An inspector will check your walls for a powdery white mineral deposit a few inches off the floor, and will look to see if you feel secure enough to store things right on your basement floor. A mildew odor is almost impossible to eliminate, and an inspector will certainly be conscious of it.

It could cost you $200-$1,000 to seal a crack in or around your basement foundation depending on severity and location. Adding a sump pump and pit could run you around $750 - $1,000, and complete waterproofing (of an average 3 bedroom home) could amount to $5,000-$15,000. You will have to weigh these figures into the calculation of what price you want to net on your home.

3. Inadequate Wiring & Electrical

Your home should have a minimum of 100 amps service, and this should be clearly marked. Wire should be copper or aluminum. Home inspectors will look at octopus plugs as indicative of inadequate circuits and a potential fire hazard.

4. Poor Heating & Cooling Systems

Insufficient insulation, and an inadequate or a poorly functioning heating system, are the most common causes of poor heating. While an adequately clean furnace, without rust on the heat exchanger, usually has life left in it, an inspector will be asking and checking to see if your furnace is over its typical life span of 15-25 yrs. For a forced air gas system, a heat exchanger will come under particular scrutiny since one that is cracked can emit deadly carbon monoxide into the home. These heat exchangers must be replaced if damaged -they cannot be repaired.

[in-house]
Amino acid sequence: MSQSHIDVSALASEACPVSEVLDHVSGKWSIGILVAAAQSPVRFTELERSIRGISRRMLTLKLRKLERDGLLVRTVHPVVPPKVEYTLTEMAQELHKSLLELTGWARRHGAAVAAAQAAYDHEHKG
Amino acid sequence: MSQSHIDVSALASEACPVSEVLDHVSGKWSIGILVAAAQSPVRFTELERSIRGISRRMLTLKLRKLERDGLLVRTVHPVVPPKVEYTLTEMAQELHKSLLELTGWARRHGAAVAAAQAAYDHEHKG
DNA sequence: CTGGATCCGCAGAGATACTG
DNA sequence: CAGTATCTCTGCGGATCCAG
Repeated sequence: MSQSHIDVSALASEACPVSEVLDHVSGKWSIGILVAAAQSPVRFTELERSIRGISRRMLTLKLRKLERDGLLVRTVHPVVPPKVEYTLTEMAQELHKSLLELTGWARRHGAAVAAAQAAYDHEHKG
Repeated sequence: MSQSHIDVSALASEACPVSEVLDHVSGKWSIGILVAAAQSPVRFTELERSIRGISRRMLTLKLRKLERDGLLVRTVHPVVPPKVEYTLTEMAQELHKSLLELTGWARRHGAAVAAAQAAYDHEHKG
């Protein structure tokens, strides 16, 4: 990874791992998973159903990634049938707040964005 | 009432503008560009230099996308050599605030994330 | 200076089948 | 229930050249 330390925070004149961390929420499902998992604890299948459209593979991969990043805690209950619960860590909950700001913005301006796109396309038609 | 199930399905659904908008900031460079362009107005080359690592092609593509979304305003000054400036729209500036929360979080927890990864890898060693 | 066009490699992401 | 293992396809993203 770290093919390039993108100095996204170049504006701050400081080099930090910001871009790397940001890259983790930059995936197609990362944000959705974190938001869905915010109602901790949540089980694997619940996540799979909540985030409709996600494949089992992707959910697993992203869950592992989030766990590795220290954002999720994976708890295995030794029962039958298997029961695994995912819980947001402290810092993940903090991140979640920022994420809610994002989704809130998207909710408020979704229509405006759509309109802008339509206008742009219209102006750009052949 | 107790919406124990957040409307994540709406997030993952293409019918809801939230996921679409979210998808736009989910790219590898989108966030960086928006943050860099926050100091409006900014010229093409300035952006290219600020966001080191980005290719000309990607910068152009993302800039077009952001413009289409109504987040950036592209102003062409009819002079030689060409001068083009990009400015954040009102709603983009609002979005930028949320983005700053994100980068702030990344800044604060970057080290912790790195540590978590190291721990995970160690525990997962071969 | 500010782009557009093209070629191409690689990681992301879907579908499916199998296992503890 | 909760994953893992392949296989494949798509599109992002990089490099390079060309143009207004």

5. Roofing Problems

Water leakage through the roof can occur for a variety of reasons such as physical deterioration of the asphalt shingles (e.g. curling or splitting), or mechanical damage from a wind storm. When gutters leak and downspouts allow water to run down and through the exterior walls, this external problem becomes a major internal one.

6. Damp Attic Spaces

Aside from basement dampness, problems with ventilation, insulation and vapor barriers can cause water, moisture, mould and mildew to form in the attic. This can lead to premature wear of the roof, structure and building materials. The cost to fix this damage could easily run over $2,500.

7. Rotting Wood

This can occur in many places (door or window frames, trim, siding, decks and fences). The building inspector will sometimes probe the wood to see if this is present - especially when wood has been freshly painted.

8. Masonry Work

Re-bricking can be costly, but, left unattended, these repairs can cause problems with water and moisture penetration into the home which in turn could lead to a chimney being clogged by fallen bricks or even a chimney which falls onto the roof. It can be costly to rebuild a chimney or to have it repainted.

9. Unsafe or Over-fused Electrical Circuit

A fire hazard is created when more amperage is drawn on the circuit than was intended. 15 amp circuits are the most common in a typical home, with larger service for large appliances such as stoves and dryers. It can cost several hundred dollars to replace your fuse panel with a circuit panel.